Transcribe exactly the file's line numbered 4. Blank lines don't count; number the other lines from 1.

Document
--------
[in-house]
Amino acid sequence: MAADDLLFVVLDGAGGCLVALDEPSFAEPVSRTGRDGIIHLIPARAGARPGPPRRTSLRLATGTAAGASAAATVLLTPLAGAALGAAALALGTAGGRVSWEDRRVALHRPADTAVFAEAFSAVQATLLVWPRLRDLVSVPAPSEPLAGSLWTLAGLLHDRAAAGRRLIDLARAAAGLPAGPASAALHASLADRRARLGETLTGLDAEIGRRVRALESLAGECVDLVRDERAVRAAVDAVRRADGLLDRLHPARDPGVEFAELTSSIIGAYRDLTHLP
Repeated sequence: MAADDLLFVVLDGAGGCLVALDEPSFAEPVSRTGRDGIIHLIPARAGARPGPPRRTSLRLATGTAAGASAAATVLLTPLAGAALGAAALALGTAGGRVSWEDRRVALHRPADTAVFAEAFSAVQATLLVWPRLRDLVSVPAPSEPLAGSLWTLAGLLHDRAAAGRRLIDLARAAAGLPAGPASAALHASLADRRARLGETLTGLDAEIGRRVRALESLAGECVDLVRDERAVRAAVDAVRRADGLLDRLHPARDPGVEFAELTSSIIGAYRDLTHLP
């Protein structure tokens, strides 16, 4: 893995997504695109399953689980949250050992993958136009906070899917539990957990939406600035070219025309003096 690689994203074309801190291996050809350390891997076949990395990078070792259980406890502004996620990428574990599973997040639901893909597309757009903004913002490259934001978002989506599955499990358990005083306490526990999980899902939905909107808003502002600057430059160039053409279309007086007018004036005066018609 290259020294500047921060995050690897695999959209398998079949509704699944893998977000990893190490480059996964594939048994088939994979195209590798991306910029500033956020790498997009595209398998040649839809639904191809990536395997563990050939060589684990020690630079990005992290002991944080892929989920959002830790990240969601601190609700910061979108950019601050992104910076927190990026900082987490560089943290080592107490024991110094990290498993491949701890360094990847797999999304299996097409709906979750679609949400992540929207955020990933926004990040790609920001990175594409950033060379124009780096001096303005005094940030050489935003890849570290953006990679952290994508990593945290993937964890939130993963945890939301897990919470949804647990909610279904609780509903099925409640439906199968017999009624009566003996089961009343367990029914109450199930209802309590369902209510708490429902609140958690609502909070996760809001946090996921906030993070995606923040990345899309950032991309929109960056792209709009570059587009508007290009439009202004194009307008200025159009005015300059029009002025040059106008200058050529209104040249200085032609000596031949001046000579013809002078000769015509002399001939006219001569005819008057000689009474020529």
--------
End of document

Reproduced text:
């Protein structure tokens, strides 16, 4: 893995997504695109399953689980949250050992993958136009906070899917539990957990939406600035070219025309003096 690689994203074309801190291996050809350390891997076949990395990078070792259980406890502004996620990428574990599973997040639901893909597309757009903004913002490259934001978002989506599955499990358990005083306490526990999980899902939905909107808003502002600057430059160039053409279309007086007018004036005066018609 290259020294500047921060995050690897695999959209398998079949509704699944893998977000990893190490480059996964594939048994088939994979195209590798991306910029500033956020790498997009595209398998040649839809639904191809990536395997563990050939060589684990020690630079990005992290002991944080892929989920959002830790990240969601601190609700910061979108950019601050992104910076927190990026900082987490560089943290080592107490024991110094990290498993491949701890360094990847797999999304299996097409709906979750679609949400992540929207955020990933926004990040790609920001990175594409950033060379124009780096001096303005005094940030050489935003890849570290953006990679952290994508990593945290993937964890939130993963945890939301897990919470949804647990909610279904609780509903099925409640439906199968017999009624009566003996089961009343367990029914109450199930209802309590369902209510708490429902609140958690609502909070996760809001946090996921906030993070995606923040990345899309950032991309929109960056792209709009570059587009508007290009439009202004194009307008200025159009005015300059029009002025040059106008200058050529209104040249200085032609000596031949001046000579013809002078000769015509002399001939006219001569005819008057000689009474020529």